And this is precisely the attitude I have seen in most social conservatives, evangelicals, and pro-lifers. Many of my friends in the pro-life movement opposed Trump (as did I) until there was no other choice left. Many were heartbroken when Ted Cruz lost Indiana and the choice came down to Trump or Clinton. Journalists hunting for pro-lifers willing to endorse Trump prior to Cruz dropping out searched in vain (although that will obviously not be the case in 2020, when pro-lifers will be defending an established record of judicial appointments.) Trump himself said at a rally I attended in South Carolina that conservatives who thought he wasn’t conservative enough would vote for him because of the Supreme Court, and he was for the most part correct. Most social conservatives (with a few notable exceptions) were Never Trump until they were Never Clinton, at which point their political calculations changed.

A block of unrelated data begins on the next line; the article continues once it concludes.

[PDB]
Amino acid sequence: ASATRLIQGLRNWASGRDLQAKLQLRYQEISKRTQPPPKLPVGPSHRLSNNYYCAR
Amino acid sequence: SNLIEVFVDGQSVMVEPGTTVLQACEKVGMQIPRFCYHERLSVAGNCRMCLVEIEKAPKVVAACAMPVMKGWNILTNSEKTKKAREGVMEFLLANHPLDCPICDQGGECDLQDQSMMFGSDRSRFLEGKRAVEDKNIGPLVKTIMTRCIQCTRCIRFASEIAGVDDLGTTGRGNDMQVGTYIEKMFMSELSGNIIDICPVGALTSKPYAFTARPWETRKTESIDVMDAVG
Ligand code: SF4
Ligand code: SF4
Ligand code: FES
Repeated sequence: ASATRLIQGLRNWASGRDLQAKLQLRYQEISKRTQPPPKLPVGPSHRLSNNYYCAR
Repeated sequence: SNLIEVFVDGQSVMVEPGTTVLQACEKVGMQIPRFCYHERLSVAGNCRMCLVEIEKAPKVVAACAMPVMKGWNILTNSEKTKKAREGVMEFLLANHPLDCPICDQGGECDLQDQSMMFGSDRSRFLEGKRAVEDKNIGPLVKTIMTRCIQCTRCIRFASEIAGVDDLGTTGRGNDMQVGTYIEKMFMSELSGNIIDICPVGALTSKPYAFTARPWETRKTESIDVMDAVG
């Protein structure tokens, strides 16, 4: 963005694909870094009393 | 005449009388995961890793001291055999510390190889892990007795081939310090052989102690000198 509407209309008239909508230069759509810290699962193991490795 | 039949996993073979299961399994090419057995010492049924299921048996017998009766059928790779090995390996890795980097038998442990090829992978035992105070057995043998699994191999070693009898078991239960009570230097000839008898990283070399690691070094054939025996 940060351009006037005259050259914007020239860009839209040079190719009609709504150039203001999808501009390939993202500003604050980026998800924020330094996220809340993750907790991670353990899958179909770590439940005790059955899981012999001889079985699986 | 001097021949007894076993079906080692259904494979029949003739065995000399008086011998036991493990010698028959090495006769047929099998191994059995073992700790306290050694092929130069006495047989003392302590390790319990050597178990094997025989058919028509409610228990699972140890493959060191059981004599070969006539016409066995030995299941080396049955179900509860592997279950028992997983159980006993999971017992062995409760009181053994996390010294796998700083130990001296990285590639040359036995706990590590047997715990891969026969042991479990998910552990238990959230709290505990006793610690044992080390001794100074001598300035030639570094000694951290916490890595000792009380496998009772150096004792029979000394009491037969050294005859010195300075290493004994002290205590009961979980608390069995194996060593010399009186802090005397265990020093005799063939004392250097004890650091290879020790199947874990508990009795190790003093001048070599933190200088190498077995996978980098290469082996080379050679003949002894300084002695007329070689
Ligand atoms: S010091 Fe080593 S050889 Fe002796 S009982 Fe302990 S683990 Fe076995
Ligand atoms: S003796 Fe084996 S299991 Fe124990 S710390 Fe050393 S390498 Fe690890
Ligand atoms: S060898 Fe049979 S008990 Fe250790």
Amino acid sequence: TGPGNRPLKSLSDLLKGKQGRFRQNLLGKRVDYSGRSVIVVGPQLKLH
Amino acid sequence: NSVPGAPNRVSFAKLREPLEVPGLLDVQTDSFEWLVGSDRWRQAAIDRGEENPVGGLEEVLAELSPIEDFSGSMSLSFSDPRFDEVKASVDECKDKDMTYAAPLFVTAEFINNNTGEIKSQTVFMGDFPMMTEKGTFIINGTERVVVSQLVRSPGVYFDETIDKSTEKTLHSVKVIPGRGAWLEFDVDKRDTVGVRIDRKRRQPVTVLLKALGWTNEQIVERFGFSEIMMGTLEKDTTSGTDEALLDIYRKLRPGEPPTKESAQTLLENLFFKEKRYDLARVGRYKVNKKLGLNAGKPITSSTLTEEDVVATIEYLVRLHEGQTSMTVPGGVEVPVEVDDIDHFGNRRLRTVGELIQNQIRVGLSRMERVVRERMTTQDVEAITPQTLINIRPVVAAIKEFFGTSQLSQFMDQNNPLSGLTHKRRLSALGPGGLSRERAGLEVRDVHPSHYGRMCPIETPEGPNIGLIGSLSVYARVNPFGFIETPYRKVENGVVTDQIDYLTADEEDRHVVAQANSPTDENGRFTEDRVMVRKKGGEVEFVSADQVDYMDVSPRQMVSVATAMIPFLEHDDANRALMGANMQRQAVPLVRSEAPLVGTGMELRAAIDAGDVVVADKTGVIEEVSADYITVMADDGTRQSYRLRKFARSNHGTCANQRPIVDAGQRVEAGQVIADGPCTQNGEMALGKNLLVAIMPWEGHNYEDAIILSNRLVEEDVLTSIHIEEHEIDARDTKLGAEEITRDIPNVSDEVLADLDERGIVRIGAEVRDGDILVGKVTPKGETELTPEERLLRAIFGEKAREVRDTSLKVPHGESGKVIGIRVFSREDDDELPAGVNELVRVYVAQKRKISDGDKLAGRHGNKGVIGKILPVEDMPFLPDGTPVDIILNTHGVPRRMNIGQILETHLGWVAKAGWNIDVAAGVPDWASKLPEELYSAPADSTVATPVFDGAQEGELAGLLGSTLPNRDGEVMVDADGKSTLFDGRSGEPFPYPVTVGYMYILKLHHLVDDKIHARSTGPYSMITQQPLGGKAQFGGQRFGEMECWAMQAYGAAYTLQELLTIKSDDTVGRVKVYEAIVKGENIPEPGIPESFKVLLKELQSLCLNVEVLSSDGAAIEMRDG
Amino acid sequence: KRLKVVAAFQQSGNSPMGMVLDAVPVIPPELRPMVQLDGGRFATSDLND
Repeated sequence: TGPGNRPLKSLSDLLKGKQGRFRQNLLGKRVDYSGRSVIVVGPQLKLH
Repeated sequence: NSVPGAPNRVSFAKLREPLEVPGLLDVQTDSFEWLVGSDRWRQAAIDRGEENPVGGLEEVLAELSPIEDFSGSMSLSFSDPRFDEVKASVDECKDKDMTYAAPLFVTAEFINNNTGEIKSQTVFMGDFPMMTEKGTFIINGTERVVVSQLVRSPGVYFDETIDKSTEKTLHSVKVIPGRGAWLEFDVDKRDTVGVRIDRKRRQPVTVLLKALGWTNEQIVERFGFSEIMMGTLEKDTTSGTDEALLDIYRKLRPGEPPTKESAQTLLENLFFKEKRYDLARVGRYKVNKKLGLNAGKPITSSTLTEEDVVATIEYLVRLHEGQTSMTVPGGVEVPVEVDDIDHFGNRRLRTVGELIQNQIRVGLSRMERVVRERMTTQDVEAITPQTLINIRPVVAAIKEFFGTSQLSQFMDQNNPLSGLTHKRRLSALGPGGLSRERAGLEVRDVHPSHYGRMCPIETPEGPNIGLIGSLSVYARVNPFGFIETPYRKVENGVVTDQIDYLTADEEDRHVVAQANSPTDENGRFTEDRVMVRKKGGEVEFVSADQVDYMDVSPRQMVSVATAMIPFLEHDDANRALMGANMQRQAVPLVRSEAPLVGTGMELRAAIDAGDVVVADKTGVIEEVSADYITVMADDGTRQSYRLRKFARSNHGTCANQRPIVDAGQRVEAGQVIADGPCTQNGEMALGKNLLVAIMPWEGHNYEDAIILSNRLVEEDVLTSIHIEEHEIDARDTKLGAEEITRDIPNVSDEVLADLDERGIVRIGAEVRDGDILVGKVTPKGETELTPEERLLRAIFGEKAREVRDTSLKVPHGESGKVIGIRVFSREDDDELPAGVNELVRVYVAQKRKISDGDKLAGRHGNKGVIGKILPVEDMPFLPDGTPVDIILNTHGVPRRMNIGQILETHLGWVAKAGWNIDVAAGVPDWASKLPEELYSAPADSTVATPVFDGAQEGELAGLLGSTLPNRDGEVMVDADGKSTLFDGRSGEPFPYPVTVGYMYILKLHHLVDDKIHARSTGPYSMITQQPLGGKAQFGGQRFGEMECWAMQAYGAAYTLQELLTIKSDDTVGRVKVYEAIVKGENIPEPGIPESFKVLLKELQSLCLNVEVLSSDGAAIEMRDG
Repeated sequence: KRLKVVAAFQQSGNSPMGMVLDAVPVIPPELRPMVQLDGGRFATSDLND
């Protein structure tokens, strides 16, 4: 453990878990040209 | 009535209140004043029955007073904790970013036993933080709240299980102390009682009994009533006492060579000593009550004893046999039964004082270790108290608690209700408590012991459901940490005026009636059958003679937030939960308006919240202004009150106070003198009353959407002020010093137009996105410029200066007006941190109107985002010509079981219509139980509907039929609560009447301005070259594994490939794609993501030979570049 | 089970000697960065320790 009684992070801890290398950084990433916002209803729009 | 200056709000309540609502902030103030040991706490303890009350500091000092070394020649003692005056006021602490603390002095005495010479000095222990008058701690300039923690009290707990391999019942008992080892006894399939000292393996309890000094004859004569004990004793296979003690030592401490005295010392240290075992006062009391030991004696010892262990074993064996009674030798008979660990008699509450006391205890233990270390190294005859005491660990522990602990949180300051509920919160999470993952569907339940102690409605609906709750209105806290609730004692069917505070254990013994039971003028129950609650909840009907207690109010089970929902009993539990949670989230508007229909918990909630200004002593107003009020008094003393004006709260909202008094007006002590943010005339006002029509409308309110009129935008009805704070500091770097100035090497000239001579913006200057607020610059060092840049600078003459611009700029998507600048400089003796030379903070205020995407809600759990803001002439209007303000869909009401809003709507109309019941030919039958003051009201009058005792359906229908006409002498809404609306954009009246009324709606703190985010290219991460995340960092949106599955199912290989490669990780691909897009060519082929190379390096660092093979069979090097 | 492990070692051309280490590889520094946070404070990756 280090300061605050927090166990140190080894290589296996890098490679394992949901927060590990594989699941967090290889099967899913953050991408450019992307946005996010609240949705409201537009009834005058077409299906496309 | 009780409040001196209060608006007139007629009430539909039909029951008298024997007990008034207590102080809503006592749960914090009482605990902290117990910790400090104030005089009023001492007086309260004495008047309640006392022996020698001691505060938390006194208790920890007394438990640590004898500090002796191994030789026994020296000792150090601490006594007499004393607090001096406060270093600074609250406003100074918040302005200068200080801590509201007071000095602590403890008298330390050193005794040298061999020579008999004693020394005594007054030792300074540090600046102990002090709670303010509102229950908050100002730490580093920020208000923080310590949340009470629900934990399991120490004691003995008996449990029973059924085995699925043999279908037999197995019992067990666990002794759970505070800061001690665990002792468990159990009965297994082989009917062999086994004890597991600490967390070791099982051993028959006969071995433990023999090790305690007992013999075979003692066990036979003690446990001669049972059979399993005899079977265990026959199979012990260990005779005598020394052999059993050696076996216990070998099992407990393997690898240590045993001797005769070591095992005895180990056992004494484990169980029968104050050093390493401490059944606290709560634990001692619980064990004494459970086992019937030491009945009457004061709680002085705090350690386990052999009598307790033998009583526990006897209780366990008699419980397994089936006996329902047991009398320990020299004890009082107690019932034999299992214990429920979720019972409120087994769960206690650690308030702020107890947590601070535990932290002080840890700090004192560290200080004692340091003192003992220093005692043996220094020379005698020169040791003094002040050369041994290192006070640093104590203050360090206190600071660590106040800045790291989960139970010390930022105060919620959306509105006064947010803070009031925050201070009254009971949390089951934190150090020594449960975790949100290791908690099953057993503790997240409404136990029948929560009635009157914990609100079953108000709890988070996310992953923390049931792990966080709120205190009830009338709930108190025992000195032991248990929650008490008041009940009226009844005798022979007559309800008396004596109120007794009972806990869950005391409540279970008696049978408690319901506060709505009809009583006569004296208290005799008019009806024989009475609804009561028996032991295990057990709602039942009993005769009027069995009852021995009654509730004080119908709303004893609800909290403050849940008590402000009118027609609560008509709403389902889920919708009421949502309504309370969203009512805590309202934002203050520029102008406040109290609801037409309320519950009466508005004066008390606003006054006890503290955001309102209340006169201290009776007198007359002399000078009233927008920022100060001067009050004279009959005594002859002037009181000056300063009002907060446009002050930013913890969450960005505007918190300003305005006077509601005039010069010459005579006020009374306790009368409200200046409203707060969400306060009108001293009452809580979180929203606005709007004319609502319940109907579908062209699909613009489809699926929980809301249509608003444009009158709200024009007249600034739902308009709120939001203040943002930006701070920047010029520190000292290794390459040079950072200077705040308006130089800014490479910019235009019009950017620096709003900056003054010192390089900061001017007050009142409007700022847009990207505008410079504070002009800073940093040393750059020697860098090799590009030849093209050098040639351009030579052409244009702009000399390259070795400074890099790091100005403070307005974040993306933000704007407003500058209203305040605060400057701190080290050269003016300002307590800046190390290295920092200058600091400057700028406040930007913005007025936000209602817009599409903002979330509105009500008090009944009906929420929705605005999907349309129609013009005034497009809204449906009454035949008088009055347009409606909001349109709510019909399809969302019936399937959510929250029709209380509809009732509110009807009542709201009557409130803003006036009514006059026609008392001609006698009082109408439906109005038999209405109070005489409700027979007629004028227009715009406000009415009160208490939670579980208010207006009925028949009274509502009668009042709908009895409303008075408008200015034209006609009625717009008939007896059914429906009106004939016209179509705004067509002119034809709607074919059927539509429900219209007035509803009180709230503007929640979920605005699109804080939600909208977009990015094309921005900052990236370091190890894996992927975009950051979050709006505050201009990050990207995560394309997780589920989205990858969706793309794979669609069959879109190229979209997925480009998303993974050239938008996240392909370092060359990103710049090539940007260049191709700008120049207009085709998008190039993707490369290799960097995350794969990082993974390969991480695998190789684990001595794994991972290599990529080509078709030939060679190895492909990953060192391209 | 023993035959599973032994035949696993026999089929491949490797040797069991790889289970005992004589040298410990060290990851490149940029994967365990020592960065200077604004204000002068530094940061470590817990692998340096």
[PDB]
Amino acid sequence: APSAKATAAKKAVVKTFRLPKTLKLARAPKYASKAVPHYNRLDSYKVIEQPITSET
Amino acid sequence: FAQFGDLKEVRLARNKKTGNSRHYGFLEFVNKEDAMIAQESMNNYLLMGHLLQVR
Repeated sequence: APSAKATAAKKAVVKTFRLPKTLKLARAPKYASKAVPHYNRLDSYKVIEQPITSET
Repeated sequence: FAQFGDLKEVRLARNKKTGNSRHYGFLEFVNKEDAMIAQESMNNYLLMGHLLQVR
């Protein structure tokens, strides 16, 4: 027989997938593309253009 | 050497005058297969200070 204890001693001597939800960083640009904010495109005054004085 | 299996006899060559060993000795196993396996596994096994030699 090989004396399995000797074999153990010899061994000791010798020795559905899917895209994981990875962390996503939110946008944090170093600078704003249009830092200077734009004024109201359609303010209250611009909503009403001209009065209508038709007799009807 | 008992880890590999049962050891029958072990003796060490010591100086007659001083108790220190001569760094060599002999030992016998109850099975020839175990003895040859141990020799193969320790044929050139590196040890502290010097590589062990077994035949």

The real “deepening crisis” in American evangelicalism is that huge numbers of them are abandoning Christian orthodoxy and caving on fundamental issues like the nature of marriage and sexuality and the inerrancy of Scripture. In fact, Karen Swallow Prior (who teaches literature at Liberty) recently noted in an interview with the Christian Post that many of her students have already rejected the orthodox Christian positions on issues like sexuality and have ceased viewing them in a “critical biblical way.” For the media, however, this is a positive thing—a sign of evangelical evolution. What they most want to cover is a rift in evangelicalism over the polarizing figure of Donald Trump, and they appear to genuinely hope that his presidency will create a permanent divide between the old and the young.